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Harold MacGrath
This eBook from the Gutenberg Project consists of approximately 205 pages of information about The Ragged Edge.

A phase of mental activity that men called courage:  to summon at will this energy which barred the ingress of the long cold fingers of fear, which cleared the throat of stuffiness and kept the glance level and ever forward.  She possessed it, astonishing fact!  She had summoned this energy so continuously during the past four weeks that now it was abiding; she knew that it would always be with her, on guard.  And immeasurable was the calm evolved from this knowledge.

The light touch of Ah Cum’s hand upon her arm broke the thread of retrospective thought; and her gray eyes began to register again the things she saw.

“Jade,” said Ah Cum.

She turned away from the doorway of the silk loom to observe.  Pole coolies came joggling along with bobbing blocks of jade—­white jade, splashed and veined with translucent emerald green.

“On the way to the cutters,” said Ah Cum.  “But we must be getting along if we are to lunch in the tower of the water-clock.”

As if an order had come to her somewhere out of space, the girl glanced sideways at the other young fool.

So far she had not heard the sound of his voice.  The tail-ender of this little caravan, he had been rather out of it.  But he had shown no desire for information, no curiosity.  Whenever they stepped from the chairs, he stepped down.  If they entered a shop, he paused by the doorway, as if waiting for the journey to be resumed.

Young, not much older than she was:  she was twenty and he was possibly twenty-four.  She liked his face; it had on it the suggestion of gentleness, of fineness.  She was lamentably without comparisons; such few young men as she had seen—­white men—­had been on the beach, pitiful and terrible objects.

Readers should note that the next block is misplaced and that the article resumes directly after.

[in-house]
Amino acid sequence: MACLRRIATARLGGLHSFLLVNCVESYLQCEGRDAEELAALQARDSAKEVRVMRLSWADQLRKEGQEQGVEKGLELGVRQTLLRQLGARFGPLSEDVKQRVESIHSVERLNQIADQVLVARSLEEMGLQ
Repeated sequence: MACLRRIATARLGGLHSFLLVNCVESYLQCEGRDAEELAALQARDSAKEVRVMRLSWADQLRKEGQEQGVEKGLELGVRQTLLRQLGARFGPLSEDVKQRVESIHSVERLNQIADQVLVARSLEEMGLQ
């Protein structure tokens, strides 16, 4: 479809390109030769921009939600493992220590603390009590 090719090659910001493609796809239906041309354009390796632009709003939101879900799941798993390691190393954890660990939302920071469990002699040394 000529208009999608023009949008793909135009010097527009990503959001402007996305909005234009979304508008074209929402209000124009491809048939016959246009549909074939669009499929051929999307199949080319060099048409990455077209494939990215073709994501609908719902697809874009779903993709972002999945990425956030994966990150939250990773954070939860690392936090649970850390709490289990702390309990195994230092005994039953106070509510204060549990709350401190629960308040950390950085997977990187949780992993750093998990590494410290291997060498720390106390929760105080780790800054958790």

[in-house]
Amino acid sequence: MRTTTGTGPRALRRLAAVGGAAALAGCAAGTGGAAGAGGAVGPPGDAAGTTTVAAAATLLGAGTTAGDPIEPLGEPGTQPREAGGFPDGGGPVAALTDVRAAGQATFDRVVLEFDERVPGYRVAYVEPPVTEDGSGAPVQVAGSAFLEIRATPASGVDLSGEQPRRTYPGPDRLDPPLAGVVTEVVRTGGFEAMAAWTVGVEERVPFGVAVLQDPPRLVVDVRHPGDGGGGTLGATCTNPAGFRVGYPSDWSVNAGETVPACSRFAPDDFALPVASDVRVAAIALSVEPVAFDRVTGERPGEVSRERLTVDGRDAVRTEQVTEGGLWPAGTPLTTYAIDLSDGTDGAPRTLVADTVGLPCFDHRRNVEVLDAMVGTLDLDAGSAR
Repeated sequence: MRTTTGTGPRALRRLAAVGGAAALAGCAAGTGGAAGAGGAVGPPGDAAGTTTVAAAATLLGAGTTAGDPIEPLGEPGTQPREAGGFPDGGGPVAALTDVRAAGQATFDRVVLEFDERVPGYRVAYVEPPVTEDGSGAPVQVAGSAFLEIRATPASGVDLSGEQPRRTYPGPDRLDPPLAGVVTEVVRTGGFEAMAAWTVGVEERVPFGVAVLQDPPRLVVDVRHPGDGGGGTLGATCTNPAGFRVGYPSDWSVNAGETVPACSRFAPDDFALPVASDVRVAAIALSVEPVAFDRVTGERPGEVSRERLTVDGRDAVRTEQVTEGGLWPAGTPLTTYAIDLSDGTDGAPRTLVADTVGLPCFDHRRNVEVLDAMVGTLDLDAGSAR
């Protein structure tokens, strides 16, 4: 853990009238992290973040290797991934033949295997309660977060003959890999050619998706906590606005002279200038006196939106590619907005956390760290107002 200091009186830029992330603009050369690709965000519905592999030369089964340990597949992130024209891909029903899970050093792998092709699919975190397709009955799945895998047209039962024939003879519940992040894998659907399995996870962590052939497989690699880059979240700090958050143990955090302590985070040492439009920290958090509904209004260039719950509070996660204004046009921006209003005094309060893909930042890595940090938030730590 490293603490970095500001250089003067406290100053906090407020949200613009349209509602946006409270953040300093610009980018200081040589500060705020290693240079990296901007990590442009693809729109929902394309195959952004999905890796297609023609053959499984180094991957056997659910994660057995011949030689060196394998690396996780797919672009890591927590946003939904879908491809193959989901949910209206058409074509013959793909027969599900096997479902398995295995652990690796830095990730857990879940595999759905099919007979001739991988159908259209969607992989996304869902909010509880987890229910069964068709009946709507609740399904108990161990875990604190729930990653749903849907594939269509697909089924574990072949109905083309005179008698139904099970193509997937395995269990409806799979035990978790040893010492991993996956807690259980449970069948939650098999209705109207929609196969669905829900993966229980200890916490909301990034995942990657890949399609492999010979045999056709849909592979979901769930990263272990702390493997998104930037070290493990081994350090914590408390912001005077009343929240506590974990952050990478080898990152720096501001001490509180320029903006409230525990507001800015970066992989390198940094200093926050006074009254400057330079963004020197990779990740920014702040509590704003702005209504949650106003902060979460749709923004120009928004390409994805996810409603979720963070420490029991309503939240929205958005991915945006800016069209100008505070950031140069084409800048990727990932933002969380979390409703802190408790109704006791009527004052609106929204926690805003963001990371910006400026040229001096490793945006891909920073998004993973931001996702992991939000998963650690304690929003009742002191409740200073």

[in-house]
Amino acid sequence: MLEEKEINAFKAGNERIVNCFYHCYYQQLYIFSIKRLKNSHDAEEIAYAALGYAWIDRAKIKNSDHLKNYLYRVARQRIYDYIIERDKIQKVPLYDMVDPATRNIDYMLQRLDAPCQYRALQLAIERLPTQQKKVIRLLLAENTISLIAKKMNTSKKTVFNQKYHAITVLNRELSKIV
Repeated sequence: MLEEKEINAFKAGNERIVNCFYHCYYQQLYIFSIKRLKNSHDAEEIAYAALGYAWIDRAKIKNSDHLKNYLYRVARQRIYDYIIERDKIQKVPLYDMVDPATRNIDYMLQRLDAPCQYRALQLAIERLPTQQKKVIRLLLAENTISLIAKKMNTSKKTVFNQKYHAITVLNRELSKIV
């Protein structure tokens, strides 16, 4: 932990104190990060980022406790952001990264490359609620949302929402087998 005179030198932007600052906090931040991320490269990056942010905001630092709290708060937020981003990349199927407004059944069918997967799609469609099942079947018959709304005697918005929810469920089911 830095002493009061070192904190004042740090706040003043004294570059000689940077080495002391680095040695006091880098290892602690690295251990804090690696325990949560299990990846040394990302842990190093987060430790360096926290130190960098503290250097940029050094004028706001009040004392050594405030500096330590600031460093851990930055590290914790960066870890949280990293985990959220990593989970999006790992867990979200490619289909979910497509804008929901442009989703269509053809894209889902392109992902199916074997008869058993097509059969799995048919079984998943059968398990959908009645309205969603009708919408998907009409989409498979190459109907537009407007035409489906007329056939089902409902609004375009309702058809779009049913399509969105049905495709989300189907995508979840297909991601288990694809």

The word handsome was a little beyond her grasp.  She could not apply it in this instance because she was not sure the application would be correct.  Perhaps what urged her interest in the young man’s direction was the dead whiteness of his face, the puffed eyelids and the bloodshot whites.  She knew the significance:  the red corpuscle was being burnt out by the fires of alcohol.  Was he, too, on the way to the beach?  What a pity!  All alone, and none to warn him of the abject wretchedness at the end of Drink.

Only the night before, in the dining room of the Hong-Kong Hotel, she had watched him empty glass after glass of whisky, and shudder and shudder.  He did not like it.  Why, then, did he touch it?

As he climbed heavily into his chair, she was able to note the little beads of sweat under the cracked nether lip.  He was in misery; he was paying for last night’s debauch.  His clothes were smartly pressed, his linen white, his jaws cleanly shaven; but the day would come when he would grow indifferent to bodily cleanliness.  What a pity!

For all her ignorance of material things—­the human inventions which served the physical comforts of man—­how much she knew about man himself!  She had seen him bereft of all those spiritual props which permit man to walk on two feet instead of four—­broken, without resilience.  And now she was witnessing or observing the complicated machinery of civilization through which they had come, at length to land on the beach of her island.  She knew now the supreme human energy which sent men to hell or carried them to their earthly heights.  Selfishness.

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